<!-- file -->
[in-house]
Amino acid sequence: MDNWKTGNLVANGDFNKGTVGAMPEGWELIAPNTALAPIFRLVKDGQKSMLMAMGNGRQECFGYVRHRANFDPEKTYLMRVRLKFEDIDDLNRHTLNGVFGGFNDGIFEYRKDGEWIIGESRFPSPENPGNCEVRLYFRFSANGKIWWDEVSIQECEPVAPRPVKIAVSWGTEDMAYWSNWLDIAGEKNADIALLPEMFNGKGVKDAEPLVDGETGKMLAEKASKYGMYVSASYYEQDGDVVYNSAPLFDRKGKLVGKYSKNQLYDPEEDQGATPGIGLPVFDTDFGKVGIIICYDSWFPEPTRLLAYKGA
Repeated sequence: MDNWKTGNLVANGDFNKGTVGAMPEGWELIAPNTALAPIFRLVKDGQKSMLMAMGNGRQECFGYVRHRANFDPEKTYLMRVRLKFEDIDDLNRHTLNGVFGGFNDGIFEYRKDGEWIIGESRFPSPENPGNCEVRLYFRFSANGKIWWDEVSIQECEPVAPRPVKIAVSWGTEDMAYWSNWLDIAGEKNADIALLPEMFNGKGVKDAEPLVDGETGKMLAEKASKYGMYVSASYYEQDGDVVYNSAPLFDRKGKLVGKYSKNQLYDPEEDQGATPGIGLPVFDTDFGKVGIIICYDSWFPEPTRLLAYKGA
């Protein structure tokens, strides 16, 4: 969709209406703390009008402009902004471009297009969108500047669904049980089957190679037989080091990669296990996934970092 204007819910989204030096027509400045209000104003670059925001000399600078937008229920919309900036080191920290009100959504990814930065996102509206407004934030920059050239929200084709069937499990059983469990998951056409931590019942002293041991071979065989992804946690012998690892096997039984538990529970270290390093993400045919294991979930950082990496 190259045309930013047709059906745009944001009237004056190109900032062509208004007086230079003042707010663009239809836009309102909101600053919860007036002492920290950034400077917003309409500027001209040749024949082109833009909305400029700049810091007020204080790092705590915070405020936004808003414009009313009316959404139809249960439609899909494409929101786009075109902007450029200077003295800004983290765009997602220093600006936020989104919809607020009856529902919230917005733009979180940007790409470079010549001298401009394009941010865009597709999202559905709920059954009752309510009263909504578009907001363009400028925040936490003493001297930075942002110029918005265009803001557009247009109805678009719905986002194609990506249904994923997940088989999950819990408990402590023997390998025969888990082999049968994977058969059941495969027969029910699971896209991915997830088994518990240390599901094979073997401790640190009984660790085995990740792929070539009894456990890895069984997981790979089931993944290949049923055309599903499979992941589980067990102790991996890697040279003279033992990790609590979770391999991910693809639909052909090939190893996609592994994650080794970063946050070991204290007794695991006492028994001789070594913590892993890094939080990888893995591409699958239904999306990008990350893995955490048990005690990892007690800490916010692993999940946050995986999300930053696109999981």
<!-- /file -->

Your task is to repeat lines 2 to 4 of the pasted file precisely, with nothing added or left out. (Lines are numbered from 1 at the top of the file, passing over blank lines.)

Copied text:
Amino acid sequence: MDNWKTGNLVANGDFNKGTVGAMPEGWELIAPNTALAPIFRLVKDGQKSMLMAMGNGRQECFGYVRHRANFDPEKTYLMRVRLKFEDIDDLNRHTLNGVFGGFNDGIFEYRKDGEWIIGESRFPSPENPGNCEVRLYFRFSANGKIWWDEVSIQECEPVAPRPVKIAVSWGTEDMAYWSNWLDIAGEKNADIALLPEMFNGKGVKDAEPLVDGETGKMLAEKASKYGMYVSASYYEQDGDVVYNSAPLFDRKGKLVGKYSKNQLYDPEEDQGATPGIGLPVFDTDFGKVGIIICYDSWFPEPTRLLAYKGA
Repeated sequence: MDNWKTGNLVANGDFNKGTVGAMPEGWELIAPNTALAPIFRLVKDGQKSMLMAMGNGRQECFGYVRHRANFDPEKTYLMRVRLKFEDIDDLNRHTLNGVFGGFNDGIFEYRKDGEWIIGESRFPSPENPGNCEVRLYFRFSANGKIWWDEVSIQECEPVAPRPVKIAVSWGTEDMAYWSNWLDIAGEKNADIALLPEMFNGKGVKDAEPLVDGETGKMLAEKASKYGMYVSASYYEQDGDVVYNSAPLFDRKGKLVGKYSKNQLYDPEEDQGATPGIGLPVFDTDFGKVGIIICYDSWFPEPTRLLAYKGA
């Protein structure tokens, strides 16, 4: 969709209406703390009008402009902004471009297009969108500047669904049980089957190679037989080091990669296990996934970092 204007819910989204030096027509400045209000104003670059925001000399600078937008229920919309900036080191920290009100959504990814930065996102509206407004934030920059050239929200084709069937499990059983469990998951056409931590019942002293041991071979065989992804946690012998690892096997039984538990529970270290390093993400045919294991979930950082990496 190259045309930013047709059906745009944001009237004056190109900032062509208004007086230079003042707010663009239809836009309102909101600053919860007036002492920290950034400077917003309409500027001209040749024949082109833009909305400029700049810091007020204080790092705590915070405020936004808003414009009313009316959404139809249960439609899909494409929101786009075109902007450029200077003295800004983290765009997602220093600006936020989104919809607020009856529902919230917005733009979180940007790409470079010549001298401009394009941010865009597709999202559905709920059954009752309510009263909504578009907001363009400028925040936490003493001297930075942002110029918005265009803001557009247009109805678009719905986002194609990506249904994923997940088989999950819990408990402590023997390998025969888990082999049968994977058969059941495969027969029910699971896209991915997830088994518990240390599901094979073997401790640190009984660790085995990740792929070539009894456990890895069984997981790979089931993944290949049923055309599903499979992941589980067990102790991996890697040279003279033992990790609590979770391999991910693809639909052909090939190893996609592994994650080794970063946050070991204290007794695991006492028994001789070594913590892993890094939080990888893995591409699958239904999306990008990350893995955490048990005690990892007690800490916010692993999940946050995986999300930053696109999981």